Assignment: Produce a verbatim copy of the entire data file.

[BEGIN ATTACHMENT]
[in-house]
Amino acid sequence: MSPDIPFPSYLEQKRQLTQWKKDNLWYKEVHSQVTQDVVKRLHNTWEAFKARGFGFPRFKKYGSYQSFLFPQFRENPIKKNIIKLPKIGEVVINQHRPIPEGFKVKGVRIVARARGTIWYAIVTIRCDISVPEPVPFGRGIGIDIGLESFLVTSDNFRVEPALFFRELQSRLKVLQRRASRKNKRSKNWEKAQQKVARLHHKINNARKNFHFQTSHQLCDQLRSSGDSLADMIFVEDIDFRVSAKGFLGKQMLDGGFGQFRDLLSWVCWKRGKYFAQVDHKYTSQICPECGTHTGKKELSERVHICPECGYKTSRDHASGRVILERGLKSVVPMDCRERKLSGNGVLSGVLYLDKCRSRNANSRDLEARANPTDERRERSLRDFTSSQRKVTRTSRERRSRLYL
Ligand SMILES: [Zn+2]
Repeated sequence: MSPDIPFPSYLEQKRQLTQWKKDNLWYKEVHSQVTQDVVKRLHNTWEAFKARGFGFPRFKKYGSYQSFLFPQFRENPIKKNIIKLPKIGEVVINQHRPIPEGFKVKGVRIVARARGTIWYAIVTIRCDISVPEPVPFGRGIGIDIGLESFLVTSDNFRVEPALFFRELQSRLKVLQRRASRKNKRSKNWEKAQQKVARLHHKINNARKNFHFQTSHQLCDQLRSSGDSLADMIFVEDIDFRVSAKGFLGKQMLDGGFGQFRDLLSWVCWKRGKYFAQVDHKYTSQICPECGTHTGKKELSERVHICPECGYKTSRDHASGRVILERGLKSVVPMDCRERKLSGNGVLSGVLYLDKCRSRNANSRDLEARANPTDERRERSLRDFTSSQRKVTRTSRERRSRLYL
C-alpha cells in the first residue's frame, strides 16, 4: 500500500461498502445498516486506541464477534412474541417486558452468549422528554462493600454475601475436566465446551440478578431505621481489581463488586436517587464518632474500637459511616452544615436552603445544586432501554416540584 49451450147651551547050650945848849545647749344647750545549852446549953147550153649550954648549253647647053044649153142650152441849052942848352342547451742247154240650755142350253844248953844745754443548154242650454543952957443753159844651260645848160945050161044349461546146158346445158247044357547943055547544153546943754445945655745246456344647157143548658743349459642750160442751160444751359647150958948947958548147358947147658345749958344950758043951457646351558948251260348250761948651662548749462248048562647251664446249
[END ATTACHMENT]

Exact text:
[in-house]
Amino acid sequence: MSPDIPFPSYLEQKRQLTQWKKDNLWYKEVHSQVTQDVVKRLHNTWEAFKARGFGFPRFKKYGSYQSFLFPQFRENPIKKNIIKLPKIGEVVINQHRPIPEGFKVKGVRIVARARGTIWYAIVTIRCDISVPEPVPFGRGIGIDIGLESFLVTSDNFRVEPALFFRELQSRLKVLQRRASRKNKRSKNWEKAQQKVARLHHKINNARKNFHFQTSHQLCDQLRSSGDSLADMIFVEDIDFRVSAKGFLGKQMLDGGFGQFRDLLSWVCWKRGKYFAQVDHKYTSQICPECGTHTGKKELSERVHICPECGYKTSRDHASGRVILERGLKSVVPMDCRERKLSGNGVLSGVLYLDKCRSRNANSRDLEARANPTDERRERSLRDFTSSQRKVTRTSRERRSRLYL
Ligand SMILES: [Zn+2]
Repeated sequence: MSPDIPFPSYLEQKRQLTQWKKDNLWYKEVHSQVTQDVVKRLHNTWEAFKARGFGFPRFKKYGSYQSFLFPQFRENPIKKNIIKLPKIGEVVINQHRPIPEGFKVKGVRIVARARGTIWYAIVTIRCDISVPEPVPFGRGIGIDIGLESFLVTSDNFRVEPALFFRELQSRLKVLQRRASRKNKRSKNWEKAQQKVARLHHKINNARKNFHFQTSHQLCDQLRSSGDSLADMIFVEDIDFRVSAKGFLGKQMLDGGFGQFRDLLSWVCWKRGKYFAQVDHKYTSQICPECGTHTGKKELSERVHICPECGYKTSRDHASGRVILERGLKSVVPMDCRERKLSGNGVLSGVLYLDKCRSRNANSRDLEARANPTDERRERSLRDFTSSQRKVTRTSRERRSRLYL
C-alpha cells in the first residue's frame, strides 16, 4: 500500500461498502445498516486506541464477534412474541417486558452468549422528554462493600454475601475436566465446551440478578431505621481489581463488586436517587464518632474500637459511616452544615436552603445544586432501554416540584 49451450147651551547050650945848849545647749344647750545549852446549953147550153649550954648549253647647053044649153142650152441849052942848352342547451742247154240650755142350253844248953844745754443548154242650454543952957443753159844651260645848160945050161044349461546146158346445158247044357547943055547544153546943754445945655745246456344647157143548658743349459642750160442751160444751359647150958948947958548147358947147658345749958344950758043951457646351558948251260348250761948651662548749462248048562647251664446249